Mary could not keep away from her lover Alfred anymore than she could keep away from cooking. Their relationship continued on even thru Alfred's betrayal.

"Fever" gives us strong descriptions of early 20th century life in New York, especially for the lower classes who were forced to toil in upper class homes or in sweat shops for subsistence wages.

This fictionalized account of Mary depicts her as a strong immigrant woman who battled for a better life for herself. This book would be suitable for book clubs or those who enjoy reading about early 20th century life in New York.
Rebecca J. (Knoxville, TN) (03/17/13)

Fever by Mary Beth Keane
A wonderful book for both fiction and historical fiction fans, the story is about Typhoid Mary (who I didn't even know actually existed). You alternately like, hate and feel sorry for Mary who, although a smart woman, cannot accept the fact that she is a healthy carrier of typhoid. The fact that she cooks for a living makes for a dangerous situation. Rich in characters and in setting, this book is a winner.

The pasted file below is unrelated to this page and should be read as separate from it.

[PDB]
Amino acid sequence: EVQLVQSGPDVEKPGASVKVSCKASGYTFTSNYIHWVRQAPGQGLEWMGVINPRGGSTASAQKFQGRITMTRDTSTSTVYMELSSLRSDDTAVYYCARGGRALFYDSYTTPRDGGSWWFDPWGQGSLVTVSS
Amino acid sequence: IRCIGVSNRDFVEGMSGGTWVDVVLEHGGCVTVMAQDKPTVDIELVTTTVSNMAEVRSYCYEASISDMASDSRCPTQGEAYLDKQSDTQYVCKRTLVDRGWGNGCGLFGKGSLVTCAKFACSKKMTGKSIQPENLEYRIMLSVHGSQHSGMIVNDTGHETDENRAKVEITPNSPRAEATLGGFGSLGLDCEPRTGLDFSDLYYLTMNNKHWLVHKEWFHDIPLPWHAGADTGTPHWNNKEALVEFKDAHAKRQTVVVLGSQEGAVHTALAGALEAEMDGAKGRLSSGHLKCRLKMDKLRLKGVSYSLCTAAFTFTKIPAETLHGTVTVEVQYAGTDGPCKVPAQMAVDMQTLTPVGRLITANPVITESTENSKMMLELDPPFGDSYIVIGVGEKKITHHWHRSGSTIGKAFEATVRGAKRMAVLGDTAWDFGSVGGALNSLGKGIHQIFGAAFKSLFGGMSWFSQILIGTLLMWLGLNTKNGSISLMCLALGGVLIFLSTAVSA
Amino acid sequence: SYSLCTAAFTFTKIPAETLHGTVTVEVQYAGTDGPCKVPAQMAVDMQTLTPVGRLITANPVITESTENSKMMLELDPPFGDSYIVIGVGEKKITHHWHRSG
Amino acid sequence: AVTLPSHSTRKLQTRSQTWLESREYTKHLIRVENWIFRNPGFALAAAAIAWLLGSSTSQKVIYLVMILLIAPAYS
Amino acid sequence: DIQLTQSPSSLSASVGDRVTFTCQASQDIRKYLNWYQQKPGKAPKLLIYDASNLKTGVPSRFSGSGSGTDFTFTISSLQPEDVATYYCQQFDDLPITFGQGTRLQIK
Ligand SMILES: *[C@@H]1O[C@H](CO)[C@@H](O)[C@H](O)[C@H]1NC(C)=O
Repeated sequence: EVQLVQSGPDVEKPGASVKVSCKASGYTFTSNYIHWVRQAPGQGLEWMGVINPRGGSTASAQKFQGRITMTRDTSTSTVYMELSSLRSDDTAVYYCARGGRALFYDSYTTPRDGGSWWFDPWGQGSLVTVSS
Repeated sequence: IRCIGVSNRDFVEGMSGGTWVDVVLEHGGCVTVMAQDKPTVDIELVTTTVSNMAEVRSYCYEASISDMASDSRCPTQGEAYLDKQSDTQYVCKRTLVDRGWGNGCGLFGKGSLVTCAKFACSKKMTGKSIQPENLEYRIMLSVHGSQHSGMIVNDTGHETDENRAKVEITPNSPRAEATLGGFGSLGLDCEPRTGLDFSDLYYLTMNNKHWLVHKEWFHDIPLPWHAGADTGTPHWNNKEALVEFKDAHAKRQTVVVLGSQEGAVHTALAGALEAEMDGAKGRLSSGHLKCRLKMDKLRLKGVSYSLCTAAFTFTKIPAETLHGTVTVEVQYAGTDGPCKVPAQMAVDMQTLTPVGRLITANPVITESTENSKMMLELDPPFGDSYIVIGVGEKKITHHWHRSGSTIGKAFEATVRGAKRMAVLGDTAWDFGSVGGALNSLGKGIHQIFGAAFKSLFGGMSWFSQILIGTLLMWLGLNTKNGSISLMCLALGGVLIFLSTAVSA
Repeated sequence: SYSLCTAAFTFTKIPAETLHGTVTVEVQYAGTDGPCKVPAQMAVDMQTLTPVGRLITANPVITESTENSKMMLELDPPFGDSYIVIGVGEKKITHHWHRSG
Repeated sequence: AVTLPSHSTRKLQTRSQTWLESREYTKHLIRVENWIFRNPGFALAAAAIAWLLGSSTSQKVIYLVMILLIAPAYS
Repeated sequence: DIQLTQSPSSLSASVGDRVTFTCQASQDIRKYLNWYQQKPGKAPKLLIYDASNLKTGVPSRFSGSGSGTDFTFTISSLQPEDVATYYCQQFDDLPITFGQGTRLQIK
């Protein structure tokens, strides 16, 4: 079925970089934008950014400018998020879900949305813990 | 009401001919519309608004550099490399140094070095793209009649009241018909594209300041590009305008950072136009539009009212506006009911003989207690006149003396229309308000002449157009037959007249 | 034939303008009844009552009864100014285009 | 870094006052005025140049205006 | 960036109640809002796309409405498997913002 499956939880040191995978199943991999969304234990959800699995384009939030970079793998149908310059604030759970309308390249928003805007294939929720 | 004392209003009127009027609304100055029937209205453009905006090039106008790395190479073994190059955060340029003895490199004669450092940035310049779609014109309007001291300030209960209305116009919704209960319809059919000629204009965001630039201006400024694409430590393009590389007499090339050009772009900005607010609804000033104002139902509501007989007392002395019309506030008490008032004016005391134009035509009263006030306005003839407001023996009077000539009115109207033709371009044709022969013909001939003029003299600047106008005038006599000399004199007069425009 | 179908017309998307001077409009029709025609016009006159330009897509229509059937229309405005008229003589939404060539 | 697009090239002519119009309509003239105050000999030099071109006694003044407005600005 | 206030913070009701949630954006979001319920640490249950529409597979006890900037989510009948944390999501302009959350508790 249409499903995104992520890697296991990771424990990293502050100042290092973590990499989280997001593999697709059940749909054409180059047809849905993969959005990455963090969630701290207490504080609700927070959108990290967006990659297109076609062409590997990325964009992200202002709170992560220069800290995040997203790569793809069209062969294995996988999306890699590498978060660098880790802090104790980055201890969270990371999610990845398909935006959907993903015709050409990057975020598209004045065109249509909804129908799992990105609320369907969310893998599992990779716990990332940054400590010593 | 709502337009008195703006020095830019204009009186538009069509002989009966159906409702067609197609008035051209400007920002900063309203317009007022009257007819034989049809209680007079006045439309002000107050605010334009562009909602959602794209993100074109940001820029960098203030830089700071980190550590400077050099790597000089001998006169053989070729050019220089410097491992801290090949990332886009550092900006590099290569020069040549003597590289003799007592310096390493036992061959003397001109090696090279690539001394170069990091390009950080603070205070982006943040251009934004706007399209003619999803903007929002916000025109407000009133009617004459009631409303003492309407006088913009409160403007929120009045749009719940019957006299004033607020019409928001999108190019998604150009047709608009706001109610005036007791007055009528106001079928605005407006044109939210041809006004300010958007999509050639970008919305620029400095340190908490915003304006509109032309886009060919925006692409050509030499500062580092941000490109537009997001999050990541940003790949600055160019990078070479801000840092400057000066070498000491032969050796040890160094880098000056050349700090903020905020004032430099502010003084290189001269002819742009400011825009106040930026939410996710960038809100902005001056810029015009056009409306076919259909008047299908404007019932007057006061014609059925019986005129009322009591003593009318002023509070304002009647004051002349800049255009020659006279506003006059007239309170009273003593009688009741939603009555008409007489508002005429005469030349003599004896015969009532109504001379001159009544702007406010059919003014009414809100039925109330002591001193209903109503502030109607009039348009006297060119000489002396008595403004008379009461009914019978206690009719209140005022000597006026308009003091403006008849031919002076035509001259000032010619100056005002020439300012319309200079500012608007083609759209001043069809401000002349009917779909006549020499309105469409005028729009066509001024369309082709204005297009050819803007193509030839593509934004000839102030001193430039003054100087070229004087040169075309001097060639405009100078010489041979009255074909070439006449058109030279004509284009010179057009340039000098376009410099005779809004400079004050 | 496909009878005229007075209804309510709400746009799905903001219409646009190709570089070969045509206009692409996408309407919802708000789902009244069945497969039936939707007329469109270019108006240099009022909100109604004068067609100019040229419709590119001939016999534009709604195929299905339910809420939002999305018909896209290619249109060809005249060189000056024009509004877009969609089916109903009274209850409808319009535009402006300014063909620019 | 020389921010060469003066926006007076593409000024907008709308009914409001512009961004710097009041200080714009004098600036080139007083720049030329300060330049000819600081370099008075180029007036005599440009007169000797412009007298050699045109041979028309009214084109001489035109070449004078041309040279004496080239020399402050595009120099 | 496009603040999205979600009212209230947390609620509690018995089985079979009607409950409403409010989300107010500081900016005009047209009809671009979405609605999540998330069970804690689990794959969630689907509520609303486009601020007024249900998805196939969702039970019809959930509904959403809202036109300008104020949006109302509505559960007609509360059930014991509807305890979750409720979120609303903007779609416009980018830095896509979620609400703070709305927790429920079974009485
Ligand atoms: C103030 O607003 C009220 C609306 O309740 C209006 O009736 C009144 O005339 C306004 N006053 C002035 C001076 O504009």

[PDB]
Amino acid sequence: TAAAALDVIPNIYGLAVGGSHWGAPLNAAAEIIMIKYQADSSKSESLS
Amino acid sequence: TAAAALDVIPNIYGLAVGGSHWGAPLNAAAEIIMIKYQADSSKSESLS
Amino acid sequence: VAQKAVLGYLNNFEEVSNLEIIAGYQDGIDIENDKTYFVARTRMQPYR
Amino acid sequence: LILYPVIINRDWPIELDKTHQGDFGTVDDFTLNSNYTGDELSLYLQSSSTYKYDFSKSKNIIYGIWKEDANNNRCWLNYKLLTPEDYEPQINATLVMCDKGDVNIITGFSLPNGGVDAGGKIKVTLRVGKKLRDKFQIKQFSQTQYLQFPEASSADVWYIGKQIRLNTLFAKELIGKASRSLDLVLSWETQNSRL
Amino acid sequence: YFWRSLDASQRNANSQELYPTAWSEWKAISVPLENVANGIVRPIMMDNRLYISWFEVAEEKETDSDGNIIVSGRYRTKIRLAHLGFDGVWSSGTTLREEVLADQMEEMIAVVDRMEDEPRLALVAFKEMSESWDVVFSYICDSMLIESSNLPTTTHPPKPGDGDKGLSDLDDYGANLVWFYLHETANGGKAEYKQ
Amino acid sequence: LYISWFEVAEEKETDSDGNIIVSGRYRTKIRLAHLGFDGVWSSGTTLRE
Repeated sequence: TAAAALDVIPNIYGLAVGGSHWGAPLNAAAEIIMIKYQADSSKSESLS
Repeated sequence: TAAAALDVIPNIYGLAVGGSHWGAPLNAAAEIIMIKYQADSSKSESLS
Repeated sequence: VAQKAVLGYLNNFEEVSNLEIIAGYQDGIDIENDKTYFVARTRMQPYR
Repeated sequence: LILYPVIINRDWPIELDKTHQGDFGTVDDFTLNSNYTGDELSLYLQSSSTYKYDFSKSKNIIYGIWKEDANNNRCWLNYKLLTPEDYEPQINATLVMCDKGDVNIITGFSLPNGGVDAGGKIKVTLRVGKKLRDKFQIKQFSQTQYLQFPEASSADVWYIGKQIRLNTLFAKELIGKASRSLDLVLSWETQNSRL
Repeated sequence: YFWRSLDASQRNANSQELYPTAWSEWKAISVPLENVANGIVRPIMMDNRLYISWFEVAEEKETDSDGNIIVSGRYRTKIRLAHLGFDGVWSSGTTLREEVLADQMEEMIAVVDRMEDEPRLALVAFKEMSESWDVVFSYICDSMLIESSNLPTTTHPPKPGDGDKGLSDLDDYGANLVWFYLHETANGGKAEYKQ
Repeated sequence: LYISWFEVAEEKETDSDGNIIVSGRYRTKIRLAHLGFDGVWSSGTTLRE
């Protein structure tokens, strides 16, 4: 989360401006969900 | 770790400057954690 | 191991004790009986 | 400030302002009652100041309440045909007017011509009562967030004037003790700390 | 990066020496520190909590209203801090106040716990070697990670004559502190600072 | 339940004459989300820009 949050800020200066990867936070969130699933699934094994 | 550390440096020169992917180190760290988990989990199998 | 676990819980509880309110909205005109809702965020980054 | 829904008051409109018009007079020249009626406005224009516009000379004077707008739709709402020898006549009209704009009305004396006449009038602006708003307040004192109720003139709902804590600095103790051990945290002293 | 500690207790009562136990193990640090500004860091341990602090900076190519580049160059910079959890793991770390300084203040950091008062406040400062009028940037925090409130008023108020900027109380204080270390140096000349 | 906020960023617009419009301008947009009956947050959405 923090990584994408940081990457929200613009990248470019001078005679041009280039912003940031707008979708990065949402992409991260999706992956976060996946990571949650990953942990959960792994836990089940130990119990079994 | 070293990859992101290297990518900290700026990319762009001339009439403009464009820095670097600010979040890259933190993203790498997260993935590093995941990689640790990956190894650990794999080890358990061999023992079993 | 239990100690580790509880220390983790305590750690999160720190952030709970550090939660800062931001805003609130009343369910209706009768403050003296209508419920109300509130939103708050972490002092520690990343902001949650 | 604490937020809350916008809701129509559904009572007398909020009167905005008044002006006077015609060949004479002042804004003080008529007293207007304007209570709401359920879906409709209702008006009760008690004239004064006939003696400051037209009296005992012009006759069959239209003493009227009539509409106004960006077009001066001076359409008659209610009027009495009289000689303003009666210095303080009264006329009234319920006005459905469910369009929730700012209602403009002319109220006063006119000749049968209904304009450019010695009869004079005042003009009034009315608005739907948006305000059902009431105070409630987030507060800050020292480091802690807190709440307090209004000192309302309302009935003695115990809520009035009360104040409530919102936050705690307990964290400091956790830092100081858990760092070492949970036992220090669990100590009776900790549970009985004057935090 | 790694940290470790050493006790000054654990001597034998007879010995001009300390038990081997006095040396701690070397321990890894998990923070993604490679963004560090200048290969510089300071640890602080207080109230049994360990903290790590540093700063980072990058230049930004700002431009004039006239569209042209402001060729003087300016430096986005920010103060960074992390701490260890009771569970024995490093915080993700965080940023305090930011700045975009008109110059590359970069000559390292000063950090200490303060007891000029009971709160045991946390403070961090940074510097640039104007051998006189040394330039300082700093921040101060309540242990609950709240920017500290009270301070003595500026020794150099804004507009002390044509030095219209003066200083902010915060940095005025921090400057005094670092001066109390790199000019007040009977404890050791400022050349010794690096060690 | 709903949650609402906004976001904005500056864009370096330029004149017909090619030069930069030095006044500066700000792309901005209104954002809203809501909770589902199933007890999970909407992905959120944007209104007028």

Darcy C. (San Diego, CA) (03/16/13)

What a Wretched & Wonderful Book!
We've all heard about Typhoid Mary, but who was she? Was she real or just a made-up character? Well, she WAS real and this fabulous book tells her story. This is a woman with moxy and self-confidence (at least outwardly) and stamina that enabled her to last through six day work weeks and 12 hours per day. Not only did I learn about this tremendous woman, Mary Mallone, I also was put right into the streets and tenements of the early 1900's. Life was so hard and so dirty and it's hard to understand that life was not even 100 years ago. I loved this book and learning about Mary and it also was a superb historical-fiction. Get this book! It was an absorbing read. I gobbled the words down, typhoid be darned!!
Elise B. (Macedonia, OH) (03/16/13)